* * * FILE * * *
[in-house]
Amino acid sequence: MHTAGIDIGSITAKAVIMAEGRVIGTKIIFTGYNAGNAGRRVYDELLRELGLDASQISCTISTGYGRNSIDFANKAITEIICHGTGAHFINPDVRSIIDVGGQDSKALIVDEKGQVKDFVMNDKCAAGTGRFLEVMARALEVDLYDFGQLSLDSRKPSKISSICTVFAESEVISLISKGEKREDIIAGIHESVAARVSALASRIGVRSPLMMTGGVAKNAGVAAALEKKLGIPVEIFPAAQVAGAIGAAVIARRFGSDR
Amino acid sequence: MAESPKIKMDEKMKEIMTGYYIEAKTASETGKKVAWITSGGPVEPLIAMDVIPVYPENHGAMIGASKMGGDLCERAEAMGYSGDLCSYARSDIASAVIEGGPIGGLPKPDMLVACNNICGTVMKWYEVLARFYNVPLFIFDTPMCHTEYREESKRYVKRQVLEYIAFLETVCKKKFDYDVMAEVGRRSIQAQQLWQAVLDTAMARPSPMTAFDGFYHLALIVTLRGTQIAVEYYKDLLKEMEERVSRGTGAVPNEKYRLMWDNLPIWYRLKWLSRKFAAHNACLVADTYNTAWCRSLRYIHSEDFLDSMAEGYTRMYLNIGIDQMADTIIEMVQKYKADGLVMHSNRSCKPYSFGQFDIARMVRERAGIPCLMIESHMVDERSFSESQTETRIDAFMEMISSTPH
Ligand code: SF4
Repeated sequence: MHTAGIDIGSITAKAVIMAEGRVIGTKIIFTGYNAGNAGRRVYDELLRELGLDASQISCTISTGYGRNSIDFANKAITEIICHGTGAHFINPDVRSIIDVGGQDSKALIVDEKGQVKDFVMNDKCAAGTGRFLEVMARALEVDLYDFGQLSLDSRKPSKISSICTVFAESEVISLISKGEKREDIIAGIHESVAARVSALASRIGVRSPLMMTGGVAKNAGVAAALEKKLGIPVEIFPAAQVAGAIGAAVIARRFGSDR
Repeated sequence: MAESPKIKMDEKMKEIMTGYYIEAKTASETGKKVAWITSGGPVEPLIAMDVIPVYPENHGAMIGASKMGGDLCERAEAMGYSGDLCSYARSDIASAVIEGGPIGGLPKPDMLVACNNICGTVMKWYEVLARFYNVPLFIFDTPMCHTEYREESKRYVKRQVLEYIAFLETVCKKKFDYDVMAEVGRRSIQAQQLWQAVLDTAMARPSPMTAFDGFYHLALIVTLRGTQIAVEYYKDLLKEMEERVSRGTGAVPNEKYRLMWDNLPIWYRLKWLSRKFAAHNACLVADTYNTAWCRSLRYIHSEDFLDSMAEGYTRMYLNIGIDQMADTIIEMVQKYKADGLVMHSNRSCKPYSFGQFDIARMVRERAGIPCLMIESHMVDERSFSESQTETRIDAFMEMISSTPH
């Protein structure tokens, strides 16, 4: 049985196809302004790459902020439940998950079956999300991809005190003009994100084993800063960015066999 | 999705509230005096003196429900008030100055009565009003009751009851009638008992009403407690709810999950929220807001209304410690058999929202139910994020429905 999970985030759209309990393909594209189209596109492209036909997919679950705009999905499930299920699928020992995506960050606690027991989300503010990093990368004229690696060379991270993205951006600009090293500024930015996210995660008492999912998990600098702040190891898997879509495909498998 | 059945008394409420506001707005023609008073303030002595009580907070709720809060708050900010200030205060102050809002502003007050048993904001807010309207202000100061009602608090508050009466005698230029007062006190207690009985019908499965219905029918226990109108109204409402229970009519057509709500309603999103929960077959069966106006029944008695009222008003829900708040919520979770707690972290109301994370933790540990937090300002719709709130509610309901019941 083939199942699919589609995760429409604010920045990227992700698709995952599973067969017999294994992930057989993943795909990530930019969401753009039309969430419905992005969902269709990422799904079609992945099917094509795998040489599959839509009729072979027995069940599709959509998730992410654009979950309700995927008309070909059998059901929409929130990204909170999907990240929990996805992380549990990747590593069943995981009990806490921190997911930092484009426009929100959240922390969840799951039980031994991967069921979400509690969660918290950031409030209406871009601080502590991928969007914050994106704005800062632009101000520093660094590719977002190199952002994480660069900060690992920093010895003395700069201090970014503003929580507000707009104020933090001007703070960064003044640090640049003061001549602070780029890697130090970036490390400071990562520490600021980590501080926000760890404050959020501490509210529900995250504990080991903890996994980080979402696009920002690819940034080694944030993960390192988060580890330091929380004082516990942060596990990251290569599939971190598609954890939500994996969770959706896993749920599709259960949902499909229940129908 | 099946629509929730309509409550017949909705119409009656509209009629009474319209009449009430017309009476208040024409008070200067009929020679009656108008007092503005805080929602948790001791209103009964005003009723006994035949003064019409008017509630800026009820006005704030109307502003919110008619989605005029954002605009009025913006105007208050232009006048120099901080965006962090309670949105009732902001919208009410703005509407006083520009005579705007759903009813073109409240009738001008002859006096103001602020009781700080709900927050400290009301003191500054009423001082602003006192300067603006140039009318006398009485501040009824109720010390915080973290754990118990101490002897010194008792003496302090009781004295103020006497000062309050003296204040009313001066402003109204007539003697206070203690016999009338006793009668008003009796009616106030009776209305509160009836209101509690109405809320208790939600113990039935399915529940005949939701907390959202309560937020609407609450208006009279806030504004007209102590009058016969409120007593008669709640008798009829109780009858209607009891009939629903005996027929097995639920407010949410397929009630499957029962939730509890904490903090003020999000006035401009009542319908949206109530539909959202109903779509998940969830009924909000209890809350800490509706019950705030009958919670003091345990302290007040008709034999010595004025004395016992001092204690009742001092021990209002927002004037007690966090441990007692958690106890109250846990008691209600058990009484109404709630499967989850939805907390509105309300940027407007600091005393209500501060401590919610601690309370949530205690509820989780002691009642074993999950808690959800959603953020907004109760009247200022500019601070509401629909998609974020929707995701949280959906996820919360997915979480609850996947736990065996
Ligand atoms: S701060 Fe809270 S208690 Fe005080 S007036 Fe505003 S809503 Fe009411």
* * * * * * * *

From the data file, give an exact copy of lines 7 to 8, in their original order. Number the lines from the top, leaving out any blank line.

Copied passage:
């Protein structure tokens, strides 16, 4: 049985196809302004790459902020439940998950079956999300991809005190003009994100084993800063960015066999 | 999705509230005096003196429900008030100055009565009003009751009851009638008992009403407690709810999950929220807001209304410690058999929202139910994020429905 999970985030759209309990393909594209189209596109492209036909997919679950705009999905499930299920699928020992995506960050606690027991989300503010990093990368004229690696060379991270993205951006600009090293500024930015996210995660008492999912998990600098702040190891898997879509495909498998 | 059945008394409420506001707005023609008073303030002595009580907070709720809060708050900010200030205060102050809002502003007050048993904001807010309207202000100061009602608090508050009466005698230029007062006190207690009985019908499965219905029918226990109108109204409402229970009519057509709500309603999103929960077959069966106006029944008695009222008003829900708040919520979770707690972290109301994370933790540990937090300002719709709130509610309901019941 083939199942699919589609995760429409604010920045990227992700698709995952599973067969017999294994992930057989993943795909990530930019969401753009039309969430419905992005969902269709990422799904079609992945099917094509795998040489599959839509009729072979027995069940599709959509998730992410654009979950309700995927008309070909059998059901929409929130990204909170999907990240929990996805992380549990990747590593069943995981009990806490921190997911930092484009426009929100959240922390969840799951039980031994991967069921979400509690969660918290950031409030209406871009601080502590991928969007914050994106704005800062632009101000520093660094590719977002190199952002994480660069900060690992920093010895003395700069201090970014503003929580507000707009104020933090001007703070960064003044640090640049003061001549602070780029890697130090970036490390400071990562520490600021980590501080926000760890404050959020501490509210529900995250504990080991903890996994980080979402696009920002690819940034080694944030993960390192988060580890330091929380004082516990942060596990990251290569599939971190598609954890939500994996969770959706896993749920599709259960949902499909229940129908 | 099946629509929730309509409550017949909705119409009656509209009629009474319209009449009430017309009476208040024409008070200067009929020679009656108008007092503005805080929602948790001791209103009964005003009723006994035949003064019409008017509630800026009820006005704030109307502003919110008619989605005029954002605009009025913006105007208050232009006048120099901080965006962090309670949105009732902001919208009410703005509407006083520009005579705007759903009813073109409240009738001008002859006096103001602020009781700080709900927050400290009301003191500054009423001082602003006192300067603006140039009318006398009485501040009824109720010390915080973290754990118990101490002897010194008792003496302090009781004295103020006497000062309050003296204040009313001066402003109204007539003697206070203690016999009338006793009668008003009796009616106030009776209305509160009836209101509690109405809320208790939600113990039935399915529940005949939701907390959202309560937020609407609450208006009279806030504004007209102590009058016969409120007593008669709640008798009829109780009858209607009891009939629903005996027929097995639920407010949410397929009630499957029962939730509890904490903090003020999000006035401009009542319908949206109530539909959202109903779509998940969830009924909000209890809350800490509706019950705030009958919670003091345990302290007040008709034999010595004025004395016992001092204690009742001092021990209002927002004037007690966090441990007692958690106890109250846990008691209600058990009484109404709630499967989850939805907390509105309300940027407007600091005393209500501060401590919610601690309370949530205690509820989780002691009642074993999950808690959800959603953020907004109760009247200022500019601070509401629909998609974020929707995701949280959906996820919360997915979480609850996947736990065996
Ligand atoms: S701060 Fe809270 S208690 Fe005080 S007036 Fe505003 S809503 Fe009411």